Plaintiffs question whether this Court’s order exempts so-called “intramural” NIH projects—that is, research carried out onsite by NIH researchers—since the record is unclear whether those funds could be re-programmed for the grant programs. (
at 6.) Obvious standingquestions are presented for the Court if such funds are not available for persons such as plaintiffs, and a motion to clarify this issue can be expeditiously briefed and decided.Plaintiffs also question whether this Court’s order prevents NIH from doing peer reviewof applications or from maintaining the Human Embryonic Stem Cell Registry. (
) Again, onewould have expected these issues to have been briefed and decided with the preliminaryinjunction motion. Plaintiffs do not contest NIH document or website preservation activities, or other activities related solely to adult or induced pluripotent stem cell research. Whether and howthese can be separated out is not clear from the record today.Additionally, since plaintiffs anticipate filing their motion for summary judgment bySeptember 10, (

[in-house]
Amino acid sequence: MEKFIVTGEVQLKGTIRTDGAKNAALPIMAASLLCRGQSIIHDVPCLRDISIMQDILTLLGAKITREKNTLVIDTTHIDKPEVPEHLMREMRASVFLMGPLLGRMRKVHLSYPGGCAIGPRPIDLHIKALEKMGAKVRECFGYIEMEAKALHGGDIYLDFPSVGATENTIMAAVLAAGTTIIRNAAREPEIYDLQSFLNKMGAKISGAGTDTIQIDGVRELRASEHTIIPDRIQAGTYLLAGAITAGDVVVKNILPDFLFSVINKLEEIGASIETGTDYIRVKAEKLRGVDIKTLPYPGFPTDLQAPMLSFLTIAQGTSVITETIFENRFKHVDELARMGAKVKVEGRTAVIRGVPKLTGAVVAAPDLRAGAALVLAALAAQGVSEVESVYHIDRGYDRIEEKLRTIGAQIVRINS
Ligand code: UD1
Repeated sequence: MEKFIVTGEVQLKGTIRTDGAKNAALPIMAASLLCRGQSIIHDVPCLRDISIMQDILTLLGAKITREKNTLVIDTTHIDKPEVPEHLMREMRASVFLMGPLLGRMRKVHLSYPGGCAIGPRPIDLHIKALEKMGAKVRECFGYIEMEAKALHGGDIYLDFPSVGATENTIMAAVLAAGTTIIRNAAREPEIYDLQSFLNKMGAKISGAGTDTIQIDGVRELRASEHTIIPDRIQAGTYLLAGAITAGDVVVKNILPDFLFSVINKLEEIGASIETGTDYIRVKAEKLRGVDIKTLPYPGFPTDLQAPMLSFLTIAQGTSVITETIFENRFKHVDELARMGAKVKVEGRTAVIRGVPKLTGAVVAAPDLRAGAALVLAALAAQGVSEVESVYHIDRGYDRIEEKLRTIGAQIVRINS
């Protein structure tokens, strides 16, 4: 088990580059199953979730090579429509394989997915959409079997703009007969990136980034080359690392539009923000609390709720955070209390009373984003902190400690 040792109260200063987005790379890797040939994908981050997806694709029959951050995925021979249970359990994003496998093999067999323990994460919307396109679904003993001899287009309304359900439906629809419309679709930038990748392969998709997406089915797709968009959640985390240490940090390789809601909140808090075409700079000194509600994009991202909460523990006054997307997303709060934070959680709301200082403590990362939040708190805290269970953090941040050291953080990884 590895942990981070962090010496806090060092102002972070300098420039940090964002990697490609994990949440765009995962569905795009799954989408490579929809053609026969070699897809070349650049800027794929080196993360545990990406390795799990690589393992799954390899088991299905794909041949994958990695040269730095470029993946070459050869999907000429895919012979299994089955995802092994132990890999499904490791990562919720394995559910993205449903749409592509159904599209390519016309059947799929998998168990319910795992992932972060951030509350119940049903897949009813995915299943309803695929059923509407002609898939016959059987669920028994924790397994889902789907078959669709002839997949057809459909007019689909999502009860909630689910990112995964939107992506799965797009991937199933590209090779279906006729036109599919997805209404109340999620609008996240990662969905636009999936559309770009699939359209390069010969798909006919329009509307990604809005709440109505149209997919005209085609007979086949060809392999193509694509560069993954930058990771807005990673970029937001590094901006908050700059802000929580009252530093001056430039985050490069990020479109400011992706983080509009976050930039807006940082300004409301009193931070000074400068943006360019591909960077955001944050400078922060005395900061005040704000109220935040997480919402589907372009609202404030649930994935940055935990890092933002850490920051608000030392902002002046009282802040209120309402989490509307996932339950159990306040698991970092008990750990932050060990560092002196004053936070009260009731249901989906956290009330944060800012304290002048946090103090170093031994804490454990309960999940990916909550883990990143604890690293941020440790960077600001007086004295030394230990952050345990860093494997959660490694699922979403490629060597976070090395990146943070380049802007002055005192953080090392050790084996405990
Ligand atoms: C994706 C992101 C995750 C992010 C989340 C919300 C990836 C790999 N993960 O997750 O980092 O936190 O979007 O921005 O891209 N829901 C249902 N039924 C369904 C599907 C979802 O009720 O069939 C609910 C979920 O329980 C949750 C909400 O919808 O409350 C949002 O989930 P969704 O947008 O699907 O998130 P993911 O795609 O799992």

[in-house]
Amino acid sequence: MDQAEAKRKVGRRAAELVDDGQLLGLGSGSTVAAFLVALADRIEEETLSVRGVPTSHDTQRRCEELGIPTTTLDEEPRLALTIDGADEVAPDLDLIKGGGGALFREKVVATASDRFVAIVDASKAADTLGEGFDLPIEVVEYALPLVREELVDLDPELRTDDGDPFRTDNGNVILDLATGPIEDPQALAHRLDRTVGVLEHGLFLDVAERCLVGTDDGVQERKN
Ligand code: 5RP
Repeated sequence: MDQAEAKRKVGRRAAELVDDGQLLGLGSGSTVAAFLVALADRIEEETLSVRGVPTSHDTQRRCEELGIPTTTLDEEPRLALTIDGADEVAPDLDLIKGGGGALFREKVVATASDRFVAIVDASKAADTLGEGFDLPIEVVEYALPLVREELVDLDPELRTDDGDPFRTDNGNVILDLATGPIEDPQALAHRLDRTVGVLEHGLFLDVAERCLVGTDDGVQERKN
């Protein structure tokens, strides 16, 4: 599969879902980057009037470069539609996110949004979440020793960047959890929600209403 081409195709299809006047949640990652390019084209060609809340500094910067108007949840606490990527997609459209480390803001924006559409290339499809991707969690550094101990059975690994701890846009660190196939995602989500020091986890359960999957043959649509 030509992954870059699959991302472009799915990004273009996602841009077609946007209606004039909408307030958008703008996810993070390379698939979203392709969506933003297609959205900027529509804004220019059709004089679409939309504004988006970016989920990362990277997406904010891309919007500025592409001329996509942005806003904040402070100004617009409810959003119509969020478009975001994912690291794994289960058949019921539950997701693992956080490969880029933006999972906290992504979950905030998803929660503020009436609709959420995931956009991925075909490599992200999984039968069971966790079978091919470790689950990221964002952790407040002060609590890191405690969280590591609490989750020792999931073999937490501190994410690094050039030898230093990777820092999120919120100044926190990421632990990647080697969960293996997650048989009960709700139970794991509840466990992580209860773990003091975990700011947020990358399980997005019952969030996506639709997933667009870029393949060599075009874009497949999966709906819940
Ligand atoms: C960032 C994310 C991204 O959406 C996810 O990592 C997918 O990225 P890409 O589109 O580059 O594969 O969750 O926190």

at 13 n.4,) the length of time this preliminary injunction will be in placeshould be limited.In this Court’s view, a stay would flout the will of Congress, as this Court understandswhat Congress has enacted in the Dickey-Wicker Amendment. Congress remains perfectly freeto amend or revise the statute. This Court is not free to do so.Congress has mandated that the public interest is served by preventing taxpayer fundingof research that entails the destruction of human embryos. It is well-established that “[i]t is in the public interest for courts to carry out the will of Congress and for an agency to implement properly the statute it administers.”
Mylan Pharms., Inc. v. Shalala
, 81 F. Supp. 2d 30, 45(D.D.C. 2000).SO ORDERED.
Case 1:09-cv-01575-RCL Document 53 Filed 09/07/10 Page 2 of 3